When we’re young and romantic (or foolish), New Year’s Eve is for dreamers, dancers and lovers. We partied till dawn (or at least until after midnight), filled pages with lofty resolutions for next year’s improvements, kissed passionately at the stroke of midnight and fell into bed, exhausted from all the revelry.
These days, with kids of various ages filling the empty spaces in our lives, falling into bed exhausted from an average day’s efforts is more likely the case.
But if you do want a festive celebration marking the beginning of the New Year with your children, it’s still possible.
One of my ex-husband’s sisters used to host big New Year’s Eve parties where the kids as much as outnumbered the adults. Thinking back to those recall memories of Pictionary games, cake decorating contests and karaoke into the early morning hours of the new year. Little ones delighted at midnight as confetti filled the house and air horns and poppers went off.
Growing up, my memories of New Year’s Eves with my parents were quieter. My brothers and I were horrible children, so our parents never trusted us to let a babysitter survive an evening with us. So they stayed home. But I was several years older than my brothers, so I was allowed to stay up with Mom and Dad. We’d have a special late dinner, steak and baked potatoes after my brothers were in bed, and watch Dick Clark’s “Rockin’ New Year’s Eve.”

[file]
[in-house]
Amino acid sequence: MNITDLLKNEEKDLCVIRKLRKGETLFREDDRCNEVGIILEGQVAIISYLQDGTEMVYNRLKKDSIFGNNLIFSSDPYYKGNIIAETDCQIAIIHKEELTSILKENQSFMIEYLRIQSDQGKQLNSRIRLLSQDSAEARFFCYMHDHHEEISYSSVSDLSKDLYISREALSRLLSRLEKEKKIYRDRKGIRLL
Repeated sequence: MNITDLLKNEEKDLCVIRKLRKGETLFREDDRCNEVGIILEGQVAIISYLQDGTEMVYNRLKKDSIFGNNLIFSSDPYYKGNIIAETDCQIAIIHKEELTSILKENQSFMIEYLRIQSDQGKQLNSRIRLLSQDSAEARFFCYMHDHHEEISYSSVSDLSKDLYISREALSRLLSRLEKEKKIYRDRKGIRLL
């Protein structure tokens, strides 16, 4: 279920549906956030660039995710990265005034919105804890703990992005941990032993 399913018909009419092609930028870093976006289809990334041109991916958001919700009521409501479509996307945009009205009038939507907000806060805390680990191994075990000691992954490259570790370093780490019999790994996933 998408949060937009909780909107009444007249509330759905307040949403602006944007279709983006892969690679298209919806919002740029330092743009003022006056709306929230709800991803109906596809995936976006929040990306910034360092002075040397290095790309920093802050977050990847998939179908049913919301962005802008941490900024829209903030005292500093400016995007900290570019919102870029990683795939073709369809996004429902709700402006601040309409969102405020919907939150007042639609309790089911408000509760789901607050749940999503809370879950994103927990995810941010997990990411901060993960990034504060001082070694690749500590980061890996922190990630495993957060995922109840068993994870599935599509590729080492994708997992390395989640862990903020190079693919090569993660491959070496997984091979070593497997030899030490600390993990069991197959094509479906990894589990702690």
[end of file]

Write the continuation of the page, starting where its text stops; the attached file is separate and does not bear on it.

One New Year’s Eve a couple of years ago, our girls were here at our house, so we made our celebration a late night pajama party. We skipped dinner for an evening’s procession of appetizers and finger foods. And we passed the time leading up to midnight singing “Glee Karaoke” songs on the Wii.
There are all kinds of ways to celebrate. Doing it with kids in the picture just means modifying plans to make it fun for everyone. How do you mark New Year’s Eve? Is it something you share with the kids in your life?